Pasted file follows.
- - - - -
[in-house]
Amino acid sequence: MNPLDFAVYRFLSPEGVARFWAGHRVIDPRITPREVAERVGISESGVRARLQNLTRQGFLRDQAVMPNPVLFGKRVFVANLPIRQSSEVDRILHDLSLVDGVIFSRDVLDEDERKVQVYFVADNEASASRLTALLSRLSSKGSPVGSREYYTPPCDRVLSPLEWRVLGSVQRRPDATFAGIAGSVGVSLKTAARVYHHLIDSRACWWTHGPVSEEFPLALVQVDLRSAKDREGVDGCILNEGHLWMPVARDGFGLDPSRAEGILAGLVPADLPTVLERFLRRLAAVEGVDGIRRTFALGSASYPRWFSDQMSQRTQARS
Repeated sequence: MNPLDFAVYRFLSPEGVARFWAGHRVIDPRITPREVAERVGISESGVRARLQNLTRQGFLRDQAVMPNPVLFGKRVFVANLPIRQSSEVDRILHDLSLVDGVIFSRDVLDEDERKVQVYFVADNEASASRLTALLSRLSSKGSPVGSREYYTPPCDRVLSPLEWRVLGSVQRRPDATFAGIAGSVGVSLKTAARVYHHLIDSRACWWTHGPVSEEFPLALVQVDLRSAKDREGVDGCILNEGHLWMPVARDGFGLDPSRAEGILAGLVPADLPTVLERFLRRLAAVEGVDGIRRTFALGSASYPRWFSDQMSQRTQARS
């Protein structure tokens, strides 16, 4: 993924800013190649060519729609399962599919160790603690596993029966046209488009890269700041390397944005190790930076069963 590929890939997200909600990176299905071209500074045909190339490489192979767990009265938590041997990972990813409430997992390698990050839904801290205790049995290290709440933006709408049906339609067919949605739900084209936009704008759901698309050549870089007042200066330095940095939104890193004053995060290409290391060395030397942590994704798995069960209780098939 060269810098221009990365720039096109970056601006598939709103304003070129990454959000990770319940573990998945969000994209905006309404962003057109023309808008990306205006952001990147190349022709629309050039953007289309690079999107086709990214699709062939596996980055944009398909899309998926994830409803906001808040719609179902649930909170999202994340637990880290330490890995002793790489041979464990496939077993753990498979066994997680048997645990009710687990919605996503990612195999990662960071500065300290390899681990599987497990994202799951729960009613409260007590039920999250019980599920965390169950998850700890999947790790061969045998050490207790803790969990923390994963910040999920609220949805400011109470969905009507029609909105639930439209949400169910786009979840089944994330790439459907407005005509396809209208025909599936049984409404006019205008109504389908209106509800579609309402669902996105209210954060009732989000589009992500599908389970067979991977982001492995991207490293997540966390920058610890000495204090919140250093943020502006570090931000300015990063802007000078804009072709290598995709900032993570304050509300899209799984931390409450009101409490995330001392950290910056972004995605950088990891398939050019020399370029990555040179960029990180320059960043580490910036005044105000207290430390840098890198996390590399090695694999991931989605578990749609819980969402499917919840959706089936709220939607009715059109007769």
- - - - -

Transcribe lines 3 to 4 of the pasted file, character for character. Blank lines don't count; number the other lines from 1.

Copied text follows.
Repeated sequence: MNPLDFAVYRFLSPEGVARFWAGHRVIDPRITPREVAERVGISESGVRARLQNLTRQGFLRDQAVMPNPVLFGKRVFVANLPIRQSSEVDRILHDLSLVDGVIFSRDVLDEDERKVQVYFVADNEASASRLTALLSRLSSKGSPVGSREYYTPPCDRVLSPLEWRVLGSVQRRPDATFAGIAGSVGVSLKTAARVYHHLIDSRACWWTHGPVSEEFPLALVQVDLRSAKDREGVDGCILNEGHLWMPVARDGFGLDPSRAEGILAGLVPADLPTVLERFLRRLAAVEGVDGIRRTFALGSASYPRWFSDQMSQRTQARS
């Protein structure tokens, strides 16, 4: 993924800013190649060519729609399962599919160790603690596993029966046209488009890269700041390397944005190790930076069963 590929890939997200909600990176299905071209500074045909190339490489192979767990009265938590041997990972990813409430997992390698990050839904801290205790049995290290709440933006709408049906339609067919949605739900084209936009704008759901698309050549870089007042200066330095940095939104890193004053995060290409290391060395030397942590994704798995069960209780098939 060269810098221009990365720039096109970056601006598939709103304003070129990454959000990770319940573990998945969000994209905006309404962003057109023309808008990306205006952001990147190349022709629309050039953007289309690079999107086709990214699709062939596996980055944009398909899309998926994830409803906001808040719609179902649930909170999202994340637990880290330490890995002793790489041979464990496939077993753990498979066994997680048997645990009710687990919605996503990612195999990662960071500065300290390899681990599987497990994202799951729960009613409260007590039920999250019980599920965390169950998850700890999947790790061969045998050490207790803790969990923390994963910040999920609220949805400011109470969905009507029609909105639930439209949400169910786009979840089944994330790439459907407005005509396809209208025909599936049984409404006019205008109504389908209106509800579609309402669902996105209210954060009732989000589009992500599908389970067979991977982001492995991207490293997540966390920058610890000495204090919140250093943020502006570090931000300015990063802007000078804009072709290598995709900032993570304050509300899209799984931390409450009101409490995330001392950290910056972004995605950088990891398939050019020399370029990555040179960029990180320059960043580490910036005044105000207290430390840098890198996390590399090695694999991931989605578990749609819980969402499917919840959706089936709220939607009715059109007769």